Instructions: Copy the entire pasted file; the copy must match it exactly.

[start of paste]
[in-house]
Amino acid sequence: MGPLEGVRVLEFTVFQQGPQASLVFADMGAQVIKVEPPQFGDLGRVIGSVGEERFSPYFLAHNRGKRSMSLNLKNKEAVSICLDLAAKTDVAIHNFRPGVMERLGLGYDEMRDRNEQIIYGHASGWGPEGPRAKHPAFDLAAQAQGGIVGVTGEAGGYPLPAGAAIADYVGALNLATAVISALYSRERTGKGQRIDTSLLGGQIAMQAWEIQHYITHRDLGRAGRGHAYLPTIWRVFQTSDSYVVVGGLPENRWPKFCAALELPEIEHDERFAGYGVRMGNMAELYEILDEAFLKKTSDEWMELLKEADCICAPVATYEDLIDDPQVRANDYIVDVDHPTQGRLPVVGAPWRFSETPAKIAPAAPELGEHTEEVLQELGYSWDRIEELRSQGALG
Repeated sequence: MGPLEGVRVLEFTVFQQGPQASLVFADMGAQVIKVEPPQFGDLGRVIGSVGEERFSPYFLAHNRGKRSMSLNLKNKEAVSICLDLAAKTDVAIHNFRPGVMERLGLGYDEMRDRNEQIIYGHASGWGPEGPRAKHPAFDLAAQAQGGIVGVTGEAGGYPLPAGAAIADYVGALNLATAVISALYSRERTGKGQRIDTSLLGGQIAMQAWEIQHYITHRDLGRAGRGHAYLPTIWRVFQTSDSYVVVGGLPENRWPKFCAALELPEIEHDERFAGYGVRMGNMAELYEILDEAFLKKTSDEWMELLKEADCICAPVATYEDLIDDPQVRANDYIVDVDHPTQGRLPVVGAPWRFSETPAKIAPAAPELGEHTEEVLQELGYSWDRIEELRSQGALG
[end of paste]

[in-house]
Amino acid sequence: MGPLEGVRVLEFTVFQQGPQASLVFADMGAQVIKVEPPQFGDLGRVIGSVGEERFSPYFLAHNRGKRSMSLNLKNKEAVSICLDLAAKTDVAIHNFRPGVMERLGLGYDEMRDRNEQIIYGHASGWGPEGPRAKHPAFDLAAQAQGGIVGVTGEAGGYPLPAGAAIADYVGALNLATAVISALYSRERTGKGQRIDTSLLGGQIAMQAWEIQHYITHRDLGRAGRGHAYLPTIWRVFQTSDSYVVVGGLPENRWPKFCAALELPEIEHDERFAGYGVRMGNMAELYEILDEAFLKKTSDEWMELLKEADCICAPVATYEDLIDDPQVRANDYIVDVDHPTQGRLPVVGAPWRFSETPAKIAPAAPELGEHTEEVLQELGYSWDRIEELRSQGALG
Repeated sequence: MGPLEGVRVLEFTVFQQGPQASLVFADMGAQVIKVEPPQFGDLGRVIGSVGEERFSPYFLAHNRGKRSMSLNLKNKEAVSICLDLAAKTDVAIHNFRPGVMERLGLGYDEMRDRNEQIIYGHASGWGPEGPRAKHPAFDLAAQAQGGIVGVTGEAGGYPLPAGAAIADYVGALNLATAVISALYSRERTGKGQRIDTSLLGGQIAMQAWEIQHYITHRDLGRAGRGHAYLPTIWRVFQTSDSYVVVGGLPENRWPKFCAALELPEIEHDERFAGYGVRMGNMAELYEILDEAFLKKTSDEWMELLKEADCICAPVATYEDLIDDPQVRANDYIVDVDHPTQGRLPVVGAPWRFSETPAKIAPAAPELGEHTEEVLQELGYSWDRIEELRSQGALG